Written by Leeza Garber, Esq.
Law firm practice groups entitled “Privacy and Cybersecurity,” “Cybersecurity Task Force,” “Global Privacy,” and “Data Privacy and Cybersecurity” are cropping up every day, across the globe – and with good reason. Cyberlaw is the new legal frontier, as hackers, malware, cyberattacks and data breaches dominate the latest news headlines. Many law firms are working alongside cybersecurity consultants, like Capsicum Group, to help clients understand that proactive prevention is always preferable to a reactive cure.
But what about the law firms themselves? How can attorneys become more proactive in protecting their own practices and ensuring that their client lists and communications, trade secrets, intellectual property and entire network systems are secure? Law firms are a prime target for hackers – their systems contain rich data that require careful protection and vigilance. Yet still, law firms are generally hesitant to invest in the necessary technology and constant monitoring that proactive cybersecurity requires. In fact, a 2014 law firm cyber survey conducted by Marsh USA indicated that while 79% of respondents viewed cyber/privacy security as one of their top ten risks in their overall risk strategy, a resounding 72% said their firm had not assessed or scaled the cost of a data breach based on the information it retains. Just as retailers large and small are targeted for payment card data, law firms are targeted for corporate financial reports, software secrets, and C-suite emails. And further, there are many types of hackers that would benefit from getting their hands on law firm data: not just black market criminals, but opposing counsel, business competitors, and state actors (think China and Russia) as well. In May 2014, a grand jury in the Western District of Pennsylvania indicted five Chinese military hackers in a case involving an AmLaw 100 firm.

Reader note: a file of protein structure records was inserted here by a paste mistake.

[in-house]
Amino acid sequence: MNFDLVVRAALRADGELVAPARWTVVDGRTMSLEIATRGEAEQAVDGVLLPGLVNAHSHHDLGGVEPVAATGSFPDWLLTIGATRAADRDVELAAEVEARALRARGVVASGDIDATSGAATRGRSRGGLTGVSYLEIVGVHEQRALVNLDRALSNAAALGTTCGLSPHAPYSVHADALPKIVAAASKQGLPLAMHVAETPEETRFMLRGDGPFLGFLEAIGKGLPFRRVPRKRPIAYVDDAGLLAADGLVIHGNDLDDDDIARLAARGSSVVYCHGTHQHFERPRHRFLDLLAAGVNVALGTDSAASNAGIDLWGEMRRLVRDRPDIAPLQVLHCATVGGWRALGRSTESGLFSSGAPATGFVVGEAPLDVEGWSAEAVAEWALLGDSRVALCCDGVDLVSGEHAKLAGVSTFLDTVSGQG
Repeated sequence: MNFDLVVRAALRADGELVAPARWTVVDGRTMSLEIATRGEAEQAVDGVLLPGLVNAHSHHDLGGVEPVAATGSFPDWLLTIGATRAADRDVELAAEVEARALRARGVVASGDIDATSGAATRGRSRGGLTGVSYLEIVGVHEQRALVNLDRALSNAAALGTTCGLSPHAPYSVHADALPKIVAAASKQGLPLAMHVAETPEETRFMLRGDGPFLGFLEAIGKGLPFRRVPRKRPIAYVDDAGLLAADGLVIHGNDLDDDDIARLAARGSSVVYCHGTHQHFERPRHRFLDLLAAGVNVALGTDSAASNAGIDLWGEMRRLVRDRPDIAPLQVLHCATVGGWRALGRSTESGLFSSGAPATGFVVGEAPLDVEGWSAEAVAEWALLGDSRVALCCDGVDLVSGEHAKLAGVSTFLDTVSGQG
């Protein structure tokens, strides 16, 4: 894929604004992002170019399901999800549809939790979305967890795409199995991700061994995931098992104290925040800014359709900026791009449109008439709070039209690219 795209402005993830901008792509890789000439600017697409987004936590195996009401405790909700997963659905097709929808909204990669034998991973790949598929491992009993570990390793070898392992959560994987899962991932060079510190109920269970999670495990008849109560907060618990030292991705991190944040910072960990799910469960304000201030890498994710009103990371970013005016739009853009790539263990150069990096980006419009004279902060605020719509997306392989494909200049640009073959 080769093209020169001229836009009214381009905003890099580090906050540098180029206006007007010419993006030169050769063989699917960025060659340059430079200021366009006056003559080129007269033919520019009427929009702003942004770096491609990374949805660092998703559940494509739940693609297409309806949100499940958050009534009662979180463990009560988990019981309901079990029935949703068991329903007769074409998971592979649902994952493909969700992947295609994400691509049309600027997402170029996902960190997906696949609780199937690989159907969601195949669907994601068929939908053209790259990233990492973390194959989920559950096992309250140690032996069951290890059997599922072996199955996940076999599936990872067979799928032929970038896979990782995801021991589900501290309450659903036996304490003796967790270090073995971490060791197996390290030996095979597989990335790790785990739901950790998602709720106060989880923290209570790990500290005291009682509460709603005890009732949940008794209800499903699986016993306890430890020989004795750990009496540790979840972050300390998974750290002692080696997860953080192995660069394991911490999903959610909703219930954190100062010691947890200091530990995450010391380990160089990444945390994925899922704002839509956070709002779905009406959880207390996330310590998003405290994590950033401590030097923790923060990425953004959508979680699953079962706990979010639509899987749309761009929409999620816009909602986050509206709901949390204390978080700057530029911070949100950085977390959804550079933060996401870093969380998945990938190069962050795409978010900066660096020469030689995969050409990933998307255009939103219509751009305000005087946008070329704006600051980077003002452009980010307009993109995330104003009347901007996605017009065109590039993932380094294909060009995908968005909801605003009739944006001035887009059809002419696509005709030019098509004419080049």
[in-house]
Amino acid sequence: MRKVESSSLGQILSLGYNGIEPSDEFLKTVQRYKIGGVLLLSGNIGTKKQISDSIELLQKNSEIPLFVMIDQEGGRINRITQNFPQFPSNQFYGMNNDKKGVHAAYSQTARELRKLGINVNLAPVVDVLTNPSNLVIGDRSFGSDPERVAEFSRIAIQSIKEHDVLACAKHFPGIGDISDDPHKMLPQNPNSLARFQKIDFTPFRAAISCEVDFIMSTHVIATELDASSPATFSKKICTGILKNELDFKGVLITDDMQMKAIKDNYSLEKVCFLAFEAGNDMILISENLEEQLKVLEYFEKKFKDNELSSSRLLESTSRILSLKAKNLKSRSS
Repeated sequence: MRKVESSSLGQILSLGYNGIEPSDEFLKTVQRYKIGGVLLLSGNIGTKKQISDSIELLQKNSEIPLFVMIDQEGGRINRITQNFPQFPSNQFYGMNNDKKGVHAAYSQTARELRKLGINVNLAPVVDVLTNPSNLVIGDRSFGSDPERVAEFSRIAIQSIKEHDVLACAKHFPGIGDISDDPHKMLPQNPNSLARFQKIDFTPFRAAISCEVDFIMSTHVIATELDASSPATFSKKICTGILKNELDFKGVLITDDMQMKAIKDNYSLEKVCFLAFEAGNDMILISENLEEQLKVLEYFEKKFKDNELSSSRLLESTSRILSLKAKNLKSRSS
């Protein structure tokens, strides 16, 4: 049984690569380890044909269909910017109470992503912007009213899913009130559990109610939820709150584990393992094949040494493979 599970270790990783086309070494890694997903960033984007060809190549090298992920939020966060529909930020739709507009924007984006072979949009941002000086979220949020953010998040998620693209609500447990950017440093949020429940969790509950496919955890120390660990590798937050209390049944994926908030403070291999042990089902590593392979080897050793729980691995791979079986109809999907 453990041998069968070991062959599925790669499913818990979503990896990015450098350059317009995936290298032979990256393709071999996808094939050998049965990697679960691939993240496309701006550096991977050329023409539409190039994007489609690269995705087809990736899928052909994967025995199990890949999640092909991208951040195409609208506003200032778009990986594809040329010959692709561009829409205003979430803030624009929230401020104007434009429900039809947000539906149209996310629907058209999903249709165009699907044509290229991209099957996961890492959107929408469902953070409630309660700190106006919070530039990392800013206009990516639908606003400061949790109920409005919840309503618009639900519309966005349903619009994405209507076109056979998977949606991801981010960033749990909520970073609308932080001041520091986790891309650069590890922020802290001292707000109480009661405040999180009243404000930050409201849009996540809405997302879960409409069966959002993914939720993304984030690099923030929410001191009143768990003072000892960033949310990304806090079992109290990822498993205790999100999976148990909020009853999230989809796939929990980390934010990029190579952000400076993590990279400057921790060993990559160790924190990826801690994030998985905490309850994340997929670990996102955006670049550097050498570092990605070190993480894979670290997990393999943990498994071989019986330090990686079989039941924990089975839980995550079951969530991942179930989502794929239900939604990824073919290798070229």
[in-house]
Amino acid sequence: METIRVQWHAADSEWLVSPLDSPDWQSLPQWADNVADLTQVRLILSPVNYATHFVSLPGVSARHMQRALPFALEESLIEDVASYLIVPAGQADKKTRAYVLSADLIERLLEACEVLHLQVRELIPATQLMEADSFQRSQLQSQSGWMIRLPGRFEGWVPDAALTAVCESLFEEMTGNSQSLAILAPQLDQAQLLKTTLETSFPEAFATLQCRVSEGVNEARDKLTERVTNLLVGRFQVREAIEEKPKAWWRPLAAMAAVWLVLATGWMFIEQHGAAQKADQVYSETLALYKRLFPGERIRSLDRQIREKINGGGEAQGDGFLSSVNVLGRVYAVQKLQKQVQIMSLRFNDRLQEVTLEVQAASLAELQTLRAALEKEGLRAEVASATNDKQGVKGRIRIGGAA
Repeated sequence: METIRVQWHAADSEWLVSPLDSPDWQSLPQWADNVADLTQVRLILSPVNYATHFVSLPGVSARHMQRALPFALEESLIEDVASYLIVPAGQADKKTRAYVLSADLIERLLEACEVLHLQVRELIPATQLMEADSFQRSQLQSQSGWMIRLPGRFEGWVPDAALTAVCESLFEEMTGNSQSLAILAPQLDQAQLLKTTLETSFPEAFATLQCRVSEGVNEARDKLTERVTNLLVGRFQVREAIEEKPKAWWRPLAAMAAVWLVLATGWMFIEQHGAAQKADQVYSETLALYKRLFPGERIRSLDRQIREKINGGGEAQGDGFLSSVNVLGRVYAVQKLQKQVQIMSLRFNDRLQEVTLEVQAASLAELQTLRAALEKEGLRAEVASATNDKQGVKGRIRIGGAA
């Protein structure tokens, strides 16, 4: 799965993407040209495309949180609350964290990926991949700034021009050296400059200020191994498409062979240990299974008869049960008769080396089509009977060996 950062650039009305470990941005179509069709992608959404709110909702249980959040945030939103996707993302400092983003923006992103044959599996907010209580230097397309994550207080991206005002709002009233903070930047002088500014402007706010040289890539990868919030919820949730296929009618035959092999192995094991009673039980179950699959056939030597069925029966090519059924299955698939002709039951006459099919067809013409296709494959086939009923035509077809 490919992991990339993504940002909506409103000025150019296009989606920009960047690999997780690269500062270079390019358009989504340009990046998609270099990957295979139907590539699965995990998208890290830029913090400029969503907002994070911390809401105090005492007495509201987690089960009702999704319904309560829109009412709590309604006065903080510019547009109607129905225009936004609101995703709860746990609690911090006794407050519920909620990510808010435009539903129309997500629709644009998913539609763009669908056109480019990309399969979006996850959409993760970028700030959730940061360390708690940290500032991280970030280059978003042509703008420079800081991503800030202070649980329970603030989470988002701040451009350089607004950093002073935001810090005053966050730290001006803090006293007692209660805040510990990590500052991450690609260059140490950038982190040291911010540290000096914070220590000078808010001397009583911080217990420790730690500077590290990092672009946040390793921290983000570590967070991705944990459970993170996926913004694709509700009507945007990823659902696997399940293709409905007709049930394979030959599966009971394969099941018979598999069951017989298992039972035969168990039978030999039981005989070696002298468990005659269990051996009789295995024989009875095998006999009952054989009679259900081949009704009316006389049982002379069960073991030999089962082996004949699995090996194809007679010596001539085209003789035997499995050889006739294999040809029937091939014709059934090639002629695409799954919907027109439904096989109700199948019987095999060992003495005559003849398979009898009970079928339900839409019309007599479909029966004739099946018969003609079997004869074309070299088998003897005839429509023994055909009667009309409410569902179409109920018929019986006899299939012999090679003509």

The FBI first recognized that law firms were being targeted by hackers in November 2009, and the threat has only increased since then. Unfortunately, many law firms may not become aware that they have been hacked for some period of time – sometimes discovery of an incident takes “a minute or months or even years.” In addition, devices containing sensitive data may be lost or stolen from firms, and that type of exposure is very harmful. Last week, a laptop computer was stolen from a California-based personal injury law firm, containing sensitive client data. That law firm filed a disclosure with the state’s attorney general.
So it is obvious that law firms face cybersecurity threats and data breach issues from many vectors. Capsicum can perform a security assessment and determine your firm’s strengths and weaknesses. But in the meantime, here are a few basic tips to remember:
- Update all passwords, change them every one to three months, do not reuse passwords, and make them strong (at least twelve characters). When Sony was hacked, its company passwords were stored in a folder named “Passwords.” Pro tip: don’t do that. Try a password storage tool like KeePass or LastPass.